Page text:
Negatives and photographic prints taken by John Peabody Harrington in Santa Barbara and Ventura County, California in 1923. John Peabody Harrington (1884-1961) was an ethnologist and linguist who specialized in the Native peoples of California and served with the U.S. Bureau of American Ethnology from 1915 to 1955. Beyond his efforts to document innumerable Native languages, Harrington also collected objects for the Bureau of Ethnology and on his own. Photographs in this collection accompanied the objects he sold to or collected for the Museum of the American Indian, Heye Foundation.
Scope and Contents:
The John Peabody Harrington photographs from California include negatives and photographic prints taken in 1923 by Harrington while in the field. All of the negatives were taken at the Ventura County fair in the fall of 1923. These photographs depict a group of Chumash men building a grass lodge, organized by J.P. Harrington, as well as Bob Bautista, a Tachi Yokuts man, demonstrating traditional boat and house building. George Gustav Heye is pictured in several shots while the Chumash grass lodge is being built. Prints [P11568-P11572] were made from the aforementioned negatives. There is also one copy negative made from one of the subsequent prints.
The remainder of the photographic prints in this collection were taken during the Burton Mound expedition, funded by Thea Heye and led by John Peabody Harrington in 1923. Photographs taken by Harrington show workers excavating the mound as well images of the mound itself. There are four additional photographs from Burton Mound that were not taken by Harrington. These include an image Of J.P Harrington, D.B. Rogers and George W. Bayley standing with excavated materials. Some of these photographs have been restricted due to cultural sensitivity.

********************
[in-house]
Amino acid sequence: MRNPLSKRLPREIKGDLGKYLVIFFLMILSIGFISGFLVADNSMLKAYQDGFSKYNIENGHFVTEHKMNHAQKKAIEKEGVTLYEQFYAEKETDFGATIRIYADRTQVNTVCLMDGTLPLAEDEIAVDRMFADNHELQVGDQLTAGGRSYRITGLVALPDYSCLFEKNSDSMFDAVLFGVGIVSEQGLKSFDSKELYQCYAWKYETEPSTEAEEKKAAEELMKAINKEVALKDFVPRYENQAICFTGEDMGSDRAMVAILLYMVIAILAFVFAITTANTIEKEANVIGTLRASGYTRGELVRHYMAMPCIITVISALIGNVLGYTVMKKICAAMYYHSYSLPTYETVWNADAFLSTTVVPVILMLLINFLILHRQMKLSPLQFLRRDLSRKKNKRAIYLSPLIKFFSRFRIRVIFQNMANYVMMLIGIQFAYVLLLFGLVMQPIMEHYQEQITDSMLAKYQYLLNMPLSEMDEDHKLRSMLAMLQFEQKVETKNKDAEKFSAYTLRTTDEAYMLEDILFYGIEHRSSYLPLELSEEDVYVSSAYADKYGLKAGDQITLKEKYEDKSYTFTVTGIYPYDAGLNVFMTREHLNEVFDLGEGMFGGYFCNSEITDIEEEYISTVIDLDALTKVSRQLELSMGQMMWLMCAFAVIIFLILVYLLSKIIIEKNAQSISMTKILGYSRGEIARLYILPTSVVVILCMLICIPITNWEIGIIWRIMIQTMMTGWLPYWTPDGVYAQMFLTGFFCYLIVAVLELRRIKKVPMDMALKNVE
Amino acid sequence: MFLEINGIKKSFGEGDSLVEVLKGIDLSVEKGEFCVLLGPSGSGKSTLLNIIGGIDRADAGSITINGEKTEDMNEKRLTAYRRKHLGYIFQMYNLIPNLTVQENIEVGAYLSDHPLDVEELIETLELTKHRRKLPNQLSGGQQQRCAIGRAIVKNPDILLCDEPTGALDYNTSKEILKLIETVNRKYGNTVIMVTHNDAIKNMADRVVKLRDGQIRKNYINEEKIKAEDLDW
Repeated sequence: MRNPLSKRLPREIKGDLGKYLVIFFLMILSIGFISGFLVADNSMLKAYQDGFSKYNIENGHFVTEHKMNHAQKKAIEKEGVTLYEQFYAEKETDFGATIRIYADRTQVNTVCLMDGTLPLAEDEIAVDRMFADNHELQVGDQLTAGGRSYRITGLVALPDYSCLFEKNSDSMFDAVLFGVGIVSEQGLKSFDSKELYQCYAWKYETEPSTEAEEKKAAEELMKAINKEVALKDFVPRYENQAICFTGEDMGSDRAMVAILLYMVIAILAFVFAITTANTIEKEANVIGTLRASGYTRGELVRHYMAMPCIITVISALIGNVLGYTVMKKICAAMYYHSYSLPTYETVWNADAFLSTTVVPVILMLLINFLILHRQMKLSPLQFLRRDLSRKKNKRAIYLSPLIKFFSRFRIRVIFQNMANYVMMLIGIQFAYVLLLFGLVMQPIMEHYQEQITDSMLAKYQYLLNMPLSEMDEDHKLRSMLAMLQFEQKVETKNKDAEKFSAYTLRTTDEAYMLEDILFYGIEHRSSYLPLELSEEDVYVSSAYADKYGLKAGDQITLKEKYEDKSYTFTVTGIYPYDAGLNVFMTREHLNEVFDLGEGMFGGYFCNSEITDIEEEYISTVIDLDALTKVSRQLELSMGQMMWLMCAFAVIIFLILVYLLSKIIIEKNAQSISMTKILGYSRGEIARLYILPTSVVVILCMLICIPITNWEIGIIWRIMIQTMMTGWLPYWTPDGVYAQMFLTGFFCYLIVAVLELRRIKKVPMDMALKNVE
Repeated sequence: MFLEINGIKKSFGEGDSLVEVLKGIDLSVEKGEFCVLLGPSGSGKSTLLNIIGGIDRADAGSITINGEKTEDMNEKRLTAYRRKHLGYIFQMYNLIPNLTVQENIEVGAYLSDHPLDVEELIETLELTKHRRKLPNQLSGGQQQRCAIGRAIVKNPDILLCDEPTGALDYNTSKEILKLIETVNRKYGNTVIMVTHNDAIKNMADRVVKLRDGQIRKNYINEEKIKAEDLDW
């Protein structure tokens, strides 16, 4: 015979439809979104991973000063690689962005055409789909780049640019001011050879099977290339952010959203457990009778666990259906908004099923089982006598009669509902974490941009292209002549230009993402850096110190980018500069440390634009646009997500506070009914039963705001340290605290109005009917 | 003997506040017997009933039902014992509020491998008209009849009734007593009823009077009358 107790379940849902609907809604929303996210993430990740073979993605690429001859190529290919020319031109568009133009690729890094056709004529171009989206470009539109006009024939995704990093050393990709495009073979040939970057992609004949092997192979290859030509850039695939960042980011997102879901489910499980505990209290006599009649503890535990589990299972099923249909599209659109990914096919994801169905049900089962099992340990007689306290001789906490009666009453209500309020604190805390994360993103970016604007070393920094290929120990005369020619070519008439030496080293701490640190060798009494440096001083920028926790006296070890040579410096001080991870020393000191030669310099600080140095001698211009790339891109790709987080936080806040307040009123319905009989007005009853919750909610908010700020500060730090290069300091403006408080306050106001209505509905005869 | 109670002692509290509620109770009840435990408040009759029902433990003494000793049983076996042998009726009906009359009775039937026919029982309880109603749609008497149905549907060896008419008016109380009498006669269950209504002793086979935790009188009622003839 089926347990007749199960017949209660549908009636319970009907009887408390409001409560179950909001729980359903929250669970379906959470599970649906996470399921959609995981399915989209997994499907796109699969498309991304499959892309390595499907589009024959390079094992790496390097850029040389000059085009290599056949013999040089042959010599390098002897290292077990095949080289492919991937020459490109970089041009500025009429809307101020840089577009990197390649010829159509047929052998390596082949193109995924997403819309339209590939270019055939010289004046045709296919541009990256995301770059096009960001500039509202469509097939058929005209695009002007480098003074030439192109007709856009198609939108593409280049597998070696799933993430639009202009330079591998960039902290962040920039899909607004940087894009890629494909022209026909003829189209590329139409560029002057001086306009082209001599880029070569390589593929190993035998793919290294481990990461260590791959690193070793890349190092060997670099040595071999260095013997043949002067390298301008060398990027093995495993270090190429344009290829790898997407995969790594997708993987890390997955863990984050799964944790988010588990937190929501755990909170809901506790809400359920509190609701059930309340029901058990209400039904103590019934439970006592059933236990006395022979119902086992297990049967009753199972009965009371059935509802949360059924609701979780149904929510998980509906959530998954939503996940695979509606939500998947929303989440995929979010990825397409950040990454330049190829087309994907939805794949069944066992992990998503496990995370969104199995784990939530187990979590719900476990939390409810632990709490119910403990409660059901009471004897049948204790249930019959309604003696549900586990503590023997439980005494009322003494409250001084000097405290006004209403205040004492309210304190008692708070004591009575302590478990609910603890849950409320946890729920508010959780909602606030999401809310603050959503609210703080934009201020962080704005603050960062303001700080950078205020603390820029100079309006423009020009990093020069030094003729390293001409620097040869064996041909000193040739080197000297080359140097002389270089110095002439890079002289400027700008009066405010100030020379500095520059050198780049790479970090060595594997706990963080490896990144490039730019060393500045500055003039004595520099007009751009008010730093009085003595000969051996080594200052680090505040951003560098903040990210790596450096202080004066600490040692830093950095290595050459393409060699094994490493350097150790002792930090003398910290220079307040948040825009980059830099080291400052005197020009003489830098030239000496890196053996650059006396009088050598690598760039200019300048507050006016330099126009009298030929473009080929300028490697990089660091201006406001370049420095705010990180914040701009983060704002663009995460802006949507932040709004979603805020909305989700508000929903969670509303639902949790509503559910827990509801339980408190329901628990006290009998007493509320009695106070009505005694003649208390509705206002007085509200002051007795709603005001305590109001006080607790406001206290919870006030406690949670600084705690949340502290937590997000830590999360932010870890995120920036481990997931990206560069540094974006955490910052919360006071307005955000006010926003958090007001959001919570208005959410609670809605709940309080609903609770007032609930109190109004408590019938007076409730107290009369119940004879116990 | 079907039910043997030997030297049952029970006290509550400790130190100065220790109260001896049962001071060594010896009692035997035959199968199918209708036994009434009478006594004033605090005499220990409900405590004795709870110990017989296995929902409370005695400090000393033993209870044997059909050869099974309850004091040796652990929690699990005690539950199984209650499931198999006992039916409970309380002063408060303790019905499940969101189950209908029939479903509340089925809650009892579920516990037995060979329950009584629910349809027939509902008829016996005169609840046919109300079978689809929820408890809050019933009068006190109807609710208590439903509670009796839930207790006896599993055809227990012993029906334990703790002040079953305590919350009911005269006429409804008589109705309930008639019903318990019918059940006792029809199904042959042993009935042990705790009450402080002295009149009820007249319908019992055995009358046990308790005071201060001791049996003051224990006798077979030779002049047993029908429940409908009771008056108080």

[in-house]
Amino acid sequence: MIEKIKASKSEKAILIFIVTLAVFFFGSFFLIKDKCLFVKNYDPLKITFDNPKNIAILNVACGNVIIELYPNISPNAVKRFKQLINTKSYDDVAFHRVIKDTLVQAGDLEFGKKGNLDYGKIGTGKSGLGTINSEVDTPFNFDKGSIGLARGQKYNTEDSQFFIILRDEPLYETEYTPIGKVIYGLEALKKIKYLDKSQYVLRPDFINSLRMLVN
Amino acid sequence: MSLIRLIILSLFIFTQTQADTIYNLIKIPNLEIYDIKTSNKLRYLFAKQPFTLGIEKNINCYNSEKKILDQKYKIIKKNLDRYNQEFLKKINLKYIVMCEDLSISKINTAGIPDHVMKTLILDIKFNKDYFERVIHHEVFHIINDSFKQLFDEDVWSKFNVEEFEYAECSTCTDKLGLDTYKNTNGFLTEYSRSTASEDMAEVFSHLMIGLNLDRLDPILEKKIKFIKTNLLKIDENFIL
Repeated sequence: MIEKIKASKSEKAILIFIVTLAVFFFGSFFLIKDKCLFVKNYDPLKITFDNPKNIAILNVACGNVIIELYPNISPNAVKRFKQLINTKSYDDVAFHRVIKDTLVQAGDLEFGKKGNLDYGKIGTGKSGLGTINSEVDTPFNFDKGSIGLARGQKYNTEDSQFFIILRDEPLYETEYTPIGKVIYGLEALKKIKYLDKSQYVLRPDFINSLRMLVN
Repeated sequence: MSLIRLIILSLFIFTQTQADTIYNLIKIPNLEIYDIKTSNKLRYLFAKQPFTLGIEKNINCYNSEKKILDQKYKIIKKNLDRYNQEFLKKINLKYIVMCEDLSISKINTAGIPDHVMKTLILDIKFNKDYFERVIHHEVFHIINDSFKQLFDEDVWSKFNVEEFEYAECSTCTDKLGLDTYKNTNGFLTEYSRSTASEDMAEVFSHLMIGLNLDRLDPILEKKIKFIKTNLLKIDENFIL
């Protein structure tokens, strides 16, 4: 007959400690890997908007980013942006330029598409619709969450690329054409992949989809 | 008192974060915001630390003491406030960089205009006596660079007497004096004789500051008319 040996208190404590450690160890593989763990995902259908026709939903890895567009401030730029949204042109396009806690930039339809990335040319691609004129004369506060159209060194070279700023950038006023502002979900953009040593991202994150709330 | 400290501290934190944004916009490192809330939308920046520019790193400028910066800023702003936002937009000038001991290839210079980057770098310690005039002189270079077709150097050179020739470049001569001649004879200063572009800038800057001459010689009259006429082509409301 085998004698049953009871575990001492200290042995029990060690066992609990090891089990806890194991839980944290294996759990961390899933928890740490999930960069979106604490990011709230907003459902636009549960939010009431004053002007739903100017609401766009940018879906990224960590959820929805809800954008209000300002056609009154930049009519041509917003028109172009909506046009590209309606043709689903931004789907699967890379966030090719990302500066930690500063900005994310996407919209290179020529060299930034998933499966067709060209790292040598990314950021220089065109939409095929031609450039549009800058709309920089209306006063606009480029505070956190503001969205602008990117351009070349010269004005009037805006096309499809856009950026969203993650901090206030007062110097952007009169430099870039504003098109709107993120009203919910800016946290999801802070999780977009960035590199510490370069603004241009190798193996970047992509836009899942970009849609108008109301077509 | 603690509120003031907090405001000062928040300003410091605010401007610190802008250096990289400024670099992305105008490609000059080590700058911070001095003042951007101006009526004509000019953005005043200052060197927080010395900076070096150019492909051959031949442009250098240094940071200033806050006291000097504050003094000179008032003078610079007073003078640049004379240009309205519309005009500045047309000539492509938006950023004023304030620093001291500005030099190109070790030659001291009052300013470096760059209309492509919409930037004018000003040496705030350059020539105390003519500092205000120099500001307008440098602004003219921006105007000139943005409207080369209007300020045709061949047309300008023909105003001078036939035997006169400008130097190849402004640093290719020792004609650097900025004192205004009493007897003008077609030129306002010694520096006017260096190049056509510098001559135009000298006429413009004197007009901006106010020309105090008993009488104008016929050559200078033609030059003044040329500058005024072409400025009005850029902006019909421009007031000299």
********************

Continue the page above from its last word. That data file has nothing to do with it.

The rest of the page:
John Peabody Harrington (1884-1961) was an ethnologist and linguist employed by the Smithsonian Institution's Bureau of American Ethnology (BAE) for forty years, from 1915 to 1955. He came to the Smithsonian after training at Stanford University and the University of California, Berkeley. He became interested in Native American languages upon meeting historically renowned anthropologist A. L. Kroeber. J. P. Harrington was reportedly fluent in nine international languages and eighteen Native American languages.
In 1923, the Museum of the American Indian, Heye foundation provided funding for J.P. Harrington to lead an expedition in Santa Barbara, California to excavate the Burton Mound.
Additional information on John Peabody Harrington can be found on the National Anthropological Archives' website, home to his collection.
Archaeological materials excavated from Burton Mound can be found in NMAI's archaeological collection. For more information on these object please contact NMAICollections@si.edu.